Initiate the process of cultivating sweet potatoes by obtaining cuttings:

Unlike most other vegetables, sweet potatoes do not grow from seeds; instead, they sprout from cuttings. Cuttings, in this context, are shoots derived from a mature sweet potato. While you can purchase plants online or, rarely, from a local nursery, the optimal approach is to commence the growth from cuttings sourced from a sweet potato, preferably organic, either purchased or from your existing garden if you’ve previously cultivated sweet potatoes. If acquiring from a grocery store, ascertain whether the sweet potato is of a trailing or climbing variety.

To kickstart the creation of your cuttings, you’ll need several healthy, clean sweet potatoes. Each sweet potato can yield up to 50 leafy cuttings. After thoroughly washing the sweet potatoes, cut them into halves or large sections. Submerge half of each section in a pot or glass of water, securing it in place with toothpicks.

Given that cuttings thrive in warmth, place them on a windowsill or near a radiator. Within a few weeks, your sweet potatoes will sprout leafy shoots on top and roots at the base.

Facilitate the proper rooting of your sweet potato cuttings:

Once your sweet potatoes have developed leaves and small roots, it’s time to separate them into individual plants. Gently remove each cutting from the sweet potato, placing it in a shallow bowl with the bottom half of the stem submerged in water and the leaves extending above the bowl. Within days, multiple roots will emerge from the base of each new plant. When the roots reach approximately 3cm in length, the new plants are ready for planting. Maintain their health by regularly refreshing the water and discarding any cuttings showing no signs of root development or exhibiting signs of decay or mold.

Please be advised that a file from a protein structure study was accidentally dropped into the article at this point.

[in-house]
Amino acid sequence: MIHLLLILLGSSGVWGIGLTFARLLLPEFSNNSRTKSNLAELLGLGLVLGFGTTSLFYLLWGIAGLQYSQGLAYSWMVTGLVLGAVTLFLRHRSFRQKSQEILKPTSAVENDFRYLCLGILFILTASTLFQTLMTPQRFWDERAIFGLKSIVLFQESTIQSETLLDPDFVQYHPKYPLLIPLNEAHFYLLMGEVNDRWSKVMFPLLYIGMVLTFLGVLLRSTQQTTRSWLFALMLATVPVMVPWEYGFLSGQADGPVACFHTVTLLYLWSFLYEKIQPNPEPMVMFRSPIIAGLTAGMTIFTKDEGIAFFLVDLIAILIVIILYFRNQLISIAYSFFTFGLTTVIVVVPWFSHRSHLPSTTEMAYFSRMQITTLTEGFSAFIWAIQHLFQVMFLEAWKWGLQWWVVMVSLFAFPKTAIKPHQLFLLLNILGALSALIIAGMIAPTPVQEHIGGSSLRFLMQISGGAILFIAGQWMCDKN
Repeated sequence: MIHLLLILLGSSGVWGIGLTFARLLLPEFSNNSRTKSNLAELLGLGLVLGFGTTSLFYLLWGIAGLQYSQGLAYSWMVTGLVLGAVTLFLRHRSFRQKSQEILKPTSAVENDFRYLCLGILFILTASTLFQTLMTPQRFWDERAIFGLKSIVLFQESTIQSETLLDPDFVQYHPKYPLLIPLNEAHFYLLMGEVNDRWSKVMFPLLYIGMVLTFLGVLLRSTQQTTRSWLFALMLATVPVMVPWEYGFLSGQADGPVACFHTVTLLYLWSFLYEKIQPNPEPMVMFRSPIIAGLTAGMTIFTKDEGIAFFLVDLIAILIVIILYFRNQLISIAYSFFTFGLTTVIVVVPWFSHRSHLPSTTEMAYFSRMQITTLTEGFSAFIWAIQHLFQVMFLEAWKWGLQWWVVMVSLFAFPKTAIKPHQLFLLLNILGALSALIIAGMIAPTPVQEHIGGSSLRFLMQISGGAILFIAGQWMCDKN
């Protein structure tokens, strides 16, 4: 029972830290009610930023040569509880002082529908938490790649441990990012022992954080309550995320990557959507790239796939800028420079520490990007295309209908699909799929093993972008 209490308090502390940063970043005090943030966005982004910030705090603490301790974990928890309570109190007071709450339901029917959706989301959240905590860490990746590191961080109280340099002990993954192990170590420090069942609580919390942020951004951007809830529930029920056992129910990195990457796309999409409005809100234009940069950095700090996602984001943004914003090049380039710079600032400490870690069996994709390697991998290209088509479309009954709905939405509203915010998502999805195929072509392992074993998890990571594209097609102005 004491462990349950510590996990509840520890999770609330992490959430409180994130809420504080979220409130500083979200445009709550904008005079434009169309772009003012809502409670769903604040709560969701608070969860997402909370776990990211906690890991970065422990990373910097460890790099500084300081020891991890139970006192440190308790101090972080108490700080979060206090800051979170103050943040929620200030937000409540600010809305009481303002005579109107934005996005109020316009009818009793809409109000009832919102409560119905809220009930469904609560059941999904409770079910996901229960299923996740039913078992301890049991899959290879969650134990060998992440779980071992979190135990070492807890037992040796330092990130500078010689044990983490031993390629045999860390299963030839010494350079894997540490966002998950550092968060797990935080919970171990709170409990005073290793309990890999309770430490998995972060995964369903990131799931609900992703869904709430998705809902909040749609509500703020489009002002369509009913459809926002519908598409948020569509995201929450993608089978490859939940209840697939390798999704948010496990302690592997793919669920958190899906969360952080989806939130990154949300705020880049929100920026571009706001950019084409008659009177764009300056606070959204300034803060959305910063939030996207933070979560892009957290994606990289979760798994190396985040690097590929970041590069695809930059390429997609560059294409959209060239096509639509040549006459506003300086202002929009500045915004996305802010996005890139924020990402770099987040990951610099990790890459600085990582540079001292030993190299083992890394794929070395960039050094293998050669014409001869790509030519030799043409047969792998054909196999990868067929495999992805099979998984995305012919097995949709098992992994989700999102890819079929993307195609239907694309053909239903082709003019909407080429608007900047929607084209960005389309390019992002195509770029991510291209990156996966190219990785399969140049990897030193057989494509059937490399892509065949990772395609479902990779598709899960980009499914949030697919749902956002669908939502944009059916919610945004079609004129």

Proceed with planting your cuttings:

Using a small hand trowel, dig holes about 10cm deep and 7cm wide. Position a sweet potato plant in each hole with the roots facing downward. Ensure that the bottom half is covered with soil while the top half, adorned with fresh leaves, remains above the ground.

Carefully fill the hole with soil, taking care not to disturb the delicate new plant. Gently press down on the plant and surrounding soil to settle it in place and eliminate air pockets. Repeat this process until all your sweet potato plants are securely planted.

sweet potato leaves

Maintain regular and thorough watering:

Once all the sweet potato cuttings are in the ground, water them generously. Provide ample watering until the surrounding soil is thoroughly moist, avoiding erosion of the mound. During the first week, water the new plants daily, transitioning to every other day in the second week. Gradually increase the interval between waterings each week until you reach a minimum of once a week. Adjust this schedule based on local conditions, such as dry spells or excessive rainfall, ensuring your sweet potatoes receive sufficient moisture, especially during the hottest parts of summer. Sweet potatoes can endure drought, but consistent watering promotes optimal production.